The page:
A pint of joy and a peck of trouble,
And never a laugh but the moans come double;
And that is life!

Admitting the weighty problems and staggering disappointments, Christianity affirms that God is able to give us the power to meet them. God is able to give us the inner equilibrium to stand tall amid the trials and burdens of life. God is able to provide inner peace amid outer storms. This inner stability of faith is Christ’s chief legacy to his disciples. He offers neither material resources nor a magical formula that exempts us from suffering and persecution, but he brings an imperishable gift: “Peace I leave you.” This is the peace which surpasses all human understanding.

At times we may feel that we do not need God, but on the day when the storms of disappointment rage, the winds of disaster blow, and the tidal waves of grief beat against our lives, if we do not have a deep and patient faith our emotional lives will be ripped to shreds. There is so much frustration in the world because we have relied on gods rather than God. We have genuflected before the God of science only to find that it has given us the atomic bomb, producing fears and anxieties that science can never mitigate. We have worshipped the god of pleasure only to discover that thrills platy out and sensations are short lived. We have bowed before the god of money only to learn that there are such things as love and friendship that money cannot buy and that in a world of recessions, stock market crashes, and bad business investments, money is a rather uncertain deity. These transitory gods are not able to save us or bring happiness to the human heart.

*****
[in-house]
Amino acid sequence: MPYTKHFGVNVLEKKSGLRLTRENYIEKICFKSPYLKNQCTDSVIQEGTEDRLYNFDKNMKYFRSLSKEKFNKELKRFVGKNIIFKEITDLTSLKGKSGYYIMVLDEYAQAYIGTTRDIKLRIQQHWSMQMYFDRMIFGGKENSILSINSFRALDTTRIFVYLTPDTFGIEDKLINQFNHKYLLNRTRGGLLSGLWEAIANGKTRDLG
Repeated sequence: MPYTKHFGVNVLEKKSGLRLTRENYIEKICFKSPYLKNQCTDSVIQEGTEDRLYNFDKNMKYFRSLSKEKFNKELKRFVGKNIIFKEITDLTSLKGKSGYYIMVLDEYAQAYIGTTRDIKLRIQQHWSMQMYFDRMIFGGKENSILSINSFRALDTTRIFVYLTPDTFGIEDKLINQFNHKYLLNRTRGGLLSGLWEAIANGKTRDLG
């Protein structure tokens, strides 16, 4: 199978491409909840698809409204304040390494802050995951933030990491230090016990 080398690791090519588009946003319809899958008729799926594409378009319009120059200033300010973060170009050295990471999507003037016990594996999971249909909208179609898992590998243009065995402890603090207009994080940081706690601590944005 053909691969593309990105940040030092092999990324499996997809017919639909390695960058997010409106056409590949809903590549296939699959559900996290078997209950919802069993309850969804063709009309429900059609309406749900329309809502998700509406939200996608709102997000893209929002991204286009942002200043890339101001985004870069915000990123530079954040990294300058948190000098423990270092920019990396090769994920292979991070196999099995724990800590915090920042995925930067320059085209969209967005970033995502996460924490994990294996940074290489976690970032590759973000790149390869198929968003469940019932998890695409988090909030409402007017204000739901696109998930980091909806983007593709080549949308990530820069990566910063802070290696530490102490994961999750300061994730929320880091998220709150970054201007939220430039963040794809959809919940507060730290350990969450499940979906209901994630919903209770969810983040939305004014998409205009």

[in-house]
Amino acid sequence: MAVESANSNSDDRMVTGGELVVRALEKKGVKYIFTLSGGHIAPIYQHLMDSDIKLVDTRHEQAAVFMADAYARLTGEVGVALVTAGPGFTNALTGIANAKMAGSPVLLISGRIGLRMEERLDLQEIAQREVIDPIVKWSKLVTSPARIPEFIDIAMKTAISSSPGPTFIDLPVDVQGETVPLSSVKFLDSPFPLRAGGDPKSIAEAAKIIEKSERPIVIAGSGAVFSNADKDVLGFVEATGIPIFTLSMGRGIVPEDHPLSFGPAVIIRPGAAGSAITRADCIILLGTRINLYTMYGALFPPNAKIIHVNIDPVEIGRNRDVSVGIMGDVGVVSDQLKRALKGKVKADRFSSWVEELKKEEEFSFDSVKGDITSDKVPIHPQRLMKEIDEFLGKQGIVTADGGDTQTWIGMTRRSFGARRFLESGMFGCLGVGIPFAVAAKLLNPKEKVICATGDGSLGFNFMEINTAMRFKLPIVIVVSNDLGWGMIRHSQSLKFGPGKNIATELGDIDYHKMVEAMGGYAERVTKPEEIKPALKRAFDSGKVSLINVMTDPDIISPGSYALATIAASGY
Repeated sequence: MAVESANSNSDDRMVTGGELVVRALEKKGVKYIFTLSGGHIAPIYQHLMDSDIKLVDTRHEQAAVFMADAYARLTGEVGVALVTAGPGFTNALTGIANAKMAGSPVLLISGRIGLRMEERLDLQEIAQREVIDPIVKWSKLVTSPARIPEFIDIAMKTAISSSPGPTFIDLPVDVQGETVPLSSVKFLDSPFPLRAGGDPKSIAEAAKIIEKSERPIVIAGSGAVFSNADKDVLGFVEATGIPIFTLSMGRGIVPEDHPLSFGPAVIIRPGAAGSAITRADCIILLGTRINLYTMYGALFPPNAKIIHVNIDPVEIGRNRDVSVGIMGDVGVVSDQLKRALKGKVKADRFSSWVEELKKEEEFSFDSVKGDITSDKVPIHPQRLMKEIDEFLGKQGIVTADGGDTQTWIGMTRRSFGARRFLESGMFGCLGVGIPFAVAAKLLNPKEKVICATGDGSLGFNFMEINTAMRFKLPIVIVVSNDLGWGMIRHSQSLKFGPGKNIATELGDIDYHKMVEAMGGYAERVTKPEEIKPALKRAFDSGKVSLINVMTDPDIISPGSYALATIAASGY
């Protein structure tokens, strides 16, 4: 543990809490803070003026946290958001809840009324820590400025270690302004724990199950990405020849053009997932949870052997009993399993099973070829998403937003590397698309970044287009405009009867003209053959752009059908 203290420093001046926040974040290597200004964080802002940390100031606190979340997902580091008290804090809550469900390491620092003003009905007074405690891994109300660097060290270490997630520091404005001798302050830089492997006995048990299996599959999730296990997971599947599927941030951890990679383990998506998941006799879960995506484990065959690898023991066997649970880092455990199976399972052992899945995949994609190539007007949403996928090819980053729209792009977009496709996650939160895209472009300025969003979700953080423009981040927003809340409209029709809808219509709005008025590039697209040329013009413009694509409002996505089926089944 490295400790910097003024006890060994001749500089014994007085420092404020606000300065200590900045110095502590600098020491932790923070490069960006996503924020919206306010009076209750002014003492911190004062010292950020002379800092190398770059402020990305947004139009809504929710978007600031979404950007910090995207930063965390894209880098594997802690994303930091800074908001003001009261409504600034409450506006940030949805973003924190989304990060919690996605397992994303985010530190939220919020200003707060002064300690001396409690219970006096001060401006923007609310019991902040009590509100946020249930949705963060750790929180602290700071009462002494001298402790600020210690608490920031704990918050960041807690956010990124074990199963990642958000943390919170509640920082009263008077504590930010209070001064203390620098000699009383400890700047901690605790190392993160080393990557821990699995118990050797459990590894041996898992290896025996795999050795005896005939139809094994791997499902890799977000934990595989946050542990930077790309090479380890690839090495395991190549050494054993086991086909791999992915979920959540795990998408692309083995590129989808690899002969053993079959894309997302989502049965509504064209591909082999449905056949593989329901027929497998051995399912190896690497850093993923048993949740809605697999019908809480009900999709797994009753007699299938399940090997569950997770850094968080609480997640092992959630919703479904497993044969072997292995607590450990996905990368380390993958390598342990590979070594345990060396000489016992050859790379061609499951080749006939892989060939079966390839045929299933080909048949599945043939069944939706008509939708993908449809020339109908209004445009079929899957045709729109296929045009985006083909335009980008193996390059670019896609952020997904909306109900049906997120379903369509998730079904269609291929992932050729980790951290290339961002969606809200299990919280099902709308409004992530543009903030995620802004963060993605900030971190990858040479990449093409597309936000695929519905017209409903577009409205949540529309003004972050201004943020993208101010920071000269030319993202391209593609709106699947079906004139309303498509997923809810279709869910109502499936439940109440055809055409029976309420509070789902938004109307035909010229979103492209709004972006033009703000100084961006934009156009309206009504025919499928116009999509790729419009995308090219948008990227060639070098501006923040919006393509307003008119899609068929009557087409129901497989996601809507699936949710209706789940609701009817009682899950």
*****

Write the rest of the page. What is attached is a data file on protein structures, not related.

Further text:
Only God is able. It is faith in God that we must rediscover. With this faith we can transform bleak and desolate valleys into sunlit paths of joy and bring new light into the dark caverns of pessimism. Is someone here moving toward the twilight of life and fearful of that which we call death? Why be afraid? God is able. Is someone here on the brink of despair because of the death of a loved one, the breaking of a marriage, of the waywardness of a child? Why despair? God is able to give you the power to endure that which cannot be changed. Is someone here anxious because of bad health? Why be anxious? Come what may, God is able.

As I come to the conclusion of my message, I would wish you to permit me a personal experience. In India Mrs King and I spent a lovely weekend in the State of Karala, the southern most point of that vast continent. While there we visited the beautiful beach on Cape Comorin, which is called “Land’s End,” because this is actually where the land of India comes to an end. Nothing stretches before you except the broad expanse of rolling waters. This beautiful spot is a point at which meet three great bodies of water, The Indian Ocean, the Arabian Sea, and the Bay of Bengal. Seated on a huge rock that slightly protrudes into the ocean, we were enthralled by the vastness of the ocean and its terrifying immensities. As the waves unfolded in almost rhythmic succession, and crashed against the base of the rock in which we were seated, an oceanic music brought sweetness to the ear. To the west we saw the magnificent sun, a great cosmic ball of fire, as it appeared to sink into the very ocean itself. Just as it was almost lost from sight, Mrs King touched me and said, “Look, Martin, Isn’t that beautiful!” I looked around and saw the moon, another ball of scintillating beauty. As the sun appeared to be sinking into the ocean, the moon appeared to be rising from the ocean. When the sun finally passed completely beyond sight, darkness engulfed the earth, but in the east the radiant light of the rising moon shone supreme.